Buy These 3 Low-Beta, Blue-Chip Stocks To Limit Your Downside Risk

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Includes: JNJ, LMT, WMT
by: Robert Riesen

Summary

With many stock valuations at all-time highs, it's time to start taking profits and reallocating to a more downside resistant portfolio. Let beta be your guide.

A vow from President Trump to increase defense spending will bolster Lockheed Martin's profitability for the next 4 years.

Healthcare costs are expected to continue outgrowing GDP - a catalyst for Johnson & Johnson's pharmaceutical, medical device, and consumer goods businesses.

Retail isn't dead. Wal-Mart is still a dominant force and expects its investments in e-commerce to transform the company in the future.

Current Market Dynamics

According to the Wall Street Journal, the S&P 500's P/E ratio is currently at 24.5. There's only been a handful of times over the last 100 years when valuations have been higher, which includes the 2008 financial crisis and the dot-com bubble of the early 2000s.

According to the Congressional Budget Office, real GDP is expected to grow at an annual rate of 2.1% from the 4th quarter of 2016 to the 4th quarter of 2018. To put this into context, the 1970s, 1980s, and 1990s all had higher growth rates.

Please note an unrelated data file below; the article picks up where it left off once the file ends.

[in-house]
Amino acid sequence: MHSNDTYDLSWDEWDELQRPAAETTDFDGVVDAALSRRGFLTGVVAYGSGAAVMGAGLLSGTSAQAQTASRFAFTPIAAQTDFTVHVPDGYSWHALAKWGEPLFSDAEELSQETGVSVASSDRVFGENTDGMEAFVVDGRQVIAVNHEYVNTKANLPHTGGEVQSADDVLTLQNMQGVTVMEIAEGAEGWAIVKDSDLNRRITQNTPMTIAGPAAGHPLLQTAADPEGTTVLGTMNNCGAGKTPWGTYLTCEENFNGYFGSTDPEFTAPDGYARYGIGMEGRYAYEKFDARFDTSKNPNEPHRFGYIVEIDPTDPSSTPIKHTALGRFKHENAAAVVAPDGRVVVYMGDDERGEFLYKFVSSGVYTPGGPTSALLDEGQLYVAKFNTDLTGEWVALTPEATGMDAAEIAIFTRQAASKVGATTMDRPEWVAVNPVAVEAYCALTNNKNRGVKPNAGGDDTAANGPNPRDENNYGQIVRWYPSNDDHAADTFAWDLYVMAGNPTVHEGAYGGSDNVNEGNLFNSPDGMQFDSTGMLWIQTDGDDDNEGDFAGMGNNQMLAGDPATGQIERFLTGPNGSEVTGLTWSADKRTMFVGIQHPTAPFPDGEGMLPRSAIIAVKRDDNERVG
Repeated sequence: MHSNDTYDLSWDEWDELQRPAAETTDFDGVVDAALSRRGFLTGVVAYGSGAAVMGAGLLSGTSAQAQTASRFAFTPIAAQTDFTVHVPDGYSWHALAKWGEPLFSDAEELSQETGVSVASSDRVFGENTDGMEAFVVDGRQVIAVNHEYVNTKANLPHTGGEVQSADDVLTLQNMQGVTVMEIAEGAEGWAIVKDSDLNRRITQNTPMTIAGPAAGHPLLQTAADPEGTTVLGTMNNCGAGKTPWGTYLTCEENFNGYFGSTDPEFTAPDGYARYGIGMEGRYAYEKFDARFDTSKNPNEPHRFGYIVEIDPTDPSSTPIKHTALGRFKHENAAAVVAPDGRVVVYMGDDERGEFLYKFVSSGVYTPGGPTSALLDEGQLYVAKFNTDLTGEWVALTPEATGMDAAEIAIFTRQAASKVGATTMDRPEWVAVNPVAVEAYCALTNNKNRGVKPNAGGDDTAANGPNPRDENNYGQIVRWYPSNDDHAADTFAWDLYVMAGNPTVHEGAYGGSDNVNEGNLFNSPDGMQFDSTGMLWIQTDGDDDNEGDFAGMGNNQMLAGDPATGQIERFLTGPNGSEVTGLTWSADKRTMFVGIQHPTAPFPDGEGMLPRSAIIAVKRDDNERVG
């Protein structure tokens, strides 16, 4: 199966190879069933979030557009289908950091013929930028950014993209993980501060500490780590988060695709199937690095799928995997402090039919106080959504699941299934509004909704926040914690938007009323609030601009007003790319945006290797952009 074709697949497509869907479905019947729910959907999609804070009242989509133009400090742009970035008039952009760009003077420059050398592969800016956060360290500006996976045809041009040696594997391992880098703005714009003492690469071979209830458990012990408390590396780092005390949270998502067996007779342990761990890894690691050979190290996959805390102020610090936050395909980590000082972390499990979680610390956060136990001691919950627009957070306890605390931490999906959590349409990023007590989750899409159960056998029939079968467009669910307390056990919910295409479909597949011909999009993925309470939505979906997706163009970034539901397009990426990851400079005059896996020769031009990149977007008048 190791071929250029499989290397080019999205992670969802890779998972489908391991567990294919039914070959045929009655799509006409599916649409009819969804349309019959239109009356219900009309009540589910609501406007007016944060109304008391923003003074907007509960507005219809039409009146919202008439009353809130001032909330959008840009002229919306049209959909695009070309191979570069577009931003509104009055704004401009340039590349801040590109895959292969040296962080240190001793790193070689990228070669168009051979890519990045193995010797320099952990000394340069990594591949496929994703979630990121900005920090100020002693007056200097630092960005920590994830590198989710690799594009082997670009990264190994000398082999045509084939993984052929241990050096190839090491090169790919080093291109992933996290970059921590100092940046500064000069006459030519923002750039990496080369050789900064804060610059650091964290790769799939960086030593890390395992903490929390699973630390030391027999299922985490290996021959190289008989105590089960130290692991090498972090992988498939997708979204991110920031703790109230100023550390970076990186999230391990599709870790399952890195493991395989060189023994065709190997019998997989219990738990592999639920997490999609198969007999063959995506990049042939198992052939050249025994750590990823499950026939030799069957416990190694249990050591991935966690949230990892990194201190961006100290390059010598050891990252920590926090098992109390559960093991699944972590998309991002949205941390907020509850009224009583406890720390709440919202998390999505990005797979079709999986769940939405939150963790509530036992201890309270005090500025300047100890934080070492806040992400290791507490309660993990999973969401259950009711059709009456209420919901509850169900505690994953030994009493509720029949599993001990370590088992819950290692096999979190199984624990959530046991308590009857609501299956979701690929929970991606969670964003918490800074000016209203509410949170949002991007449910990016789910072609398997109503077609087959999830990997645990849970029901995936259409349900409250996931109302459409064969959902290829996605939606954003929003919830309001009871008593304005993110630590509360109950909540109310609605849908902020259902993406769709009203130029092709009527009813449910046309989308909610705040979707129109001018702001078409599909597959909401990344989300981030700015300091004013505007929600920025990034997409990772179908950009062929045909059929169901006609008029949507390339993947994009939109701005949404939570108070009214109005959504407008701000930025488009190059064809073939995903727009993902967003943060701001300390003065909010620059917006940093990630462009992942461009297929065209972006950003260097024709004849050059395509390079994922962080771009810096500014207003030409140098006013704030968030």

U.S. Real GDP Growth Rates

1970s 1980s 1990s 2000s 2010-2015
Avg. GDP Growth 3.3% 3.16% 3.38% 1.69% 2.12%

Data Source: Bureau of Economic Analysis

This data doesn't necessarily mean a crash is coming, but one thing can be said for certain. Stocks are valued very high right now with what appears to be an upcoming period of average growth.

A Quick Lesson on Beta

Don't worry, beta can help.

Beta measures whether a stock is more or less volatile than the market. In general, a stock that has a beta less than 1 will be less volatile than the overall market. A stock with a beta greater than 1 will be more volatile. For example, a portfolio with a beta of 0.6 will outperform a portfolio with a beta of 1 in a downside market. In a bull market, that same portfolio would likely underperform.